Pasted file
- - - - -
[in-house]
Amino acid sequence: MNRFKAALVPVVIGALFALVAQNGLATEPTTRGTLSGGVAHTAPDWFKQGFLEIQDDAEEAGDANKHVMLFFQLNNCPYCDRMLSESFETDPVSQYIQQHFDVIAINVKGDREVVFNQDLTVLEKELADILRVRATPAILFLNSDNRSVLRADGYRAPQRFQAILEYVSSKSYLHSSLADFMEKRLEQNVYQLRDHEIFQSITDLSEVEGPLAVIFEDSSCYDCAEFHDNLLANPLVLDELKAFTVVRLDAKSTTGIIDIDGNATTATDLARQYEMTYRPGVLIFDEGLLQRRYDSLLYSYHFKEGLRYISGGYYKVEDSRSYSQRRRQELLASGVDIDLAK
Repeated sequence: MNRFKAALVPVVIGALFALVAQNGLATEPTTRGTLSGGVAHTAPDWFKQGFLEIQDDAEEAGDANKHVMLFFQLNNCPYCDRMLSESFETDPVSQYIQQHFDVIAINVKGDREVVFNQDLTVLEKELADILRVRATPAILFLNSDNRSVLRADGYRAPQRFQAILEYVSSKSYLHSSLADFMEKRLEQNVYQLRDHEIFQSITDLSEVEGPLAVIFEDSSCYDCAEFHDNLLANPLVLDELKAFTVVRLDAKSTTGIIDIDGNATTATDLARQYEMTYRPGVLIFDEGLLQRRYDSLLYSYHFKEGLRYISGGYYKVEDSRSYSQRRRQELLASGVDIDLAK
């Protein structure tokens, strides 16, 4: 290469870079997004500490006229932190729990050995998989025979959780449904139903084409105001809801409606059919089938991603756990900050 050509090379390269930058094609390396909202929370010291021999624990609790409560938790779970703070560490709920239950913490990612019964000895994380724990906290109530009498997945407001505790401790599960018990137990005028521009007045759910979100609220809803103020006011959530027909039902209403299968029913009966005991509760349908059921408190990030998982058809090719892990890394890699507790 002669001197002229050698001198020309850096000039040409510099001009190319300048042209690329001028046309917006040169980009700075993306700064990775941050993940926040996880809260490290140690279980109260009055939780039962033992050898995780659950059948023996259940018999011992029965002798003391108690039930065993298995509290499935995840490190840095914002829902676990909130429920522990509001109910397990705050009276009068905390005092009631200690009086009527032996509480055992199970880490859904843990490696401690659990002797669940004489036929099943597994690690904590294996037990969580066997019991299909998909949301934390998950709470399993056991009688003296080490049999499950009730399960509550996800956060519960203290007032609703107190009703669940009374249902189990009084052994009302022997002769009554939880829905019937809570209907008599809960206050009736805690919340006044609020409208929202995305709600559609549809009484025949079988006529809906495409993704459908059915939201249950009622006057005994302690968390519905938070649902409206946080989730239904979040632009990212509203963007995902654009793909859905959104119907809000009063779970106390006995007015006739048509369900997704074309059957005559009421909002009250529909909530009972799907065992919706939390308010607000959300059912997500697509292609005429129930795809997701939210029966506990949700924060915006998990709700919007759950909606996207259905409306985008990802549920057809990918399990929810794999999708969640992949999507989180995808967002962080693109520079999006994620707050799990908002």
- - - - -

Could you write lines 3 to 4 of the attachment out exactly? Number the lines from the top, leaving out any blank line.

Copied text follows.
Repeated sequence: MNRFKAALVPVVIGALFALVAQNGLATEPTTRGTLSGGVAHTAPDWFKQGFLEIQDDAEEAGDANKHVMLFFQLNNCPYCDRMLSESFETDPVSQYIQQHFDVIAINVKGDREVVFNQDLTVLEKELADILRVRATPAILFLNSDNRSVLRADGYRAPQRFQAILEYVSSKSYLHSSLADFMEKRLEQNVYQLRDHEIFQSITDLSEVEGPLAVIFEDSSCYDCAEFHDNLLANPLVLDELKAFTVVRLDAKSTTGIIDIDGNATTATDLARQYEMTYRPGVLIFDEGLLQRRYDSLLYSYHFKEGLRYISGGYYKVEDSRSYSQRRRQELLASGVDIDLAK
């Protein structure tokens, strides 16, 4: 290469870079997004500490006229932190729990050995998989025979959780449904139903084409105001809801409606059919089938991603756990900050 050509090379390269930058094609390396909202929370010291021999624990609790409560938790779970703070560490709920239950913490990612019964000895994380724990906290109530009498997945407001505790401790599960018990137990005028521009007045759910979100609220809803103020006011959530027909039902209403299968029913009966005991509760349908059921408190990030998982058809090719892990890394890699507790 002669001197002229050698001198020309850096000039040409510099001009190319300048042209690329001028046309917006040169980009700075993306700064990775941050993940926040996880809260490290140690279980109260009055939780039962033992050898995780659950059948023996259940018999011992029965002798003391108690039930065993298995509290499935995840490190840095914002829902676990909130429920522990509001109910397990705050009276009068905390005092009631200690009086009527032996509480055992199970880490859904843990490696401690659990002797669940004489036929099943597994690690904590294996037990969580066997019991299909998909949301934390998950709470399993056991009688003296080490049999499950009730399960509550996800956060519960203290007032609703107190009703669940009374249902189990009084052994009302022997002769009554939880829905019937809570209907008599809960206050009736805690919340006044609020409208929202995305709600559609549809009484025949079988006529809906495409993704459908059915939201249950009622006057005994302690968390519905938070649902409206946080989730239904979040632009990212509203963007995902654009793909859905959104119907809000009063779970106390006995007015006739048509369900997704074309059957005559009421909002009250529909909530009972799907065992919706939390308010607000959300059912997500697509292609005429129930795809997701939210029966506990949700924060915006998990709700919007759950909606996207259905409306985008990802549920057809990918399990929810794999999708969640992949999507989180995808967002962080693109520079999006994620707050799990908002």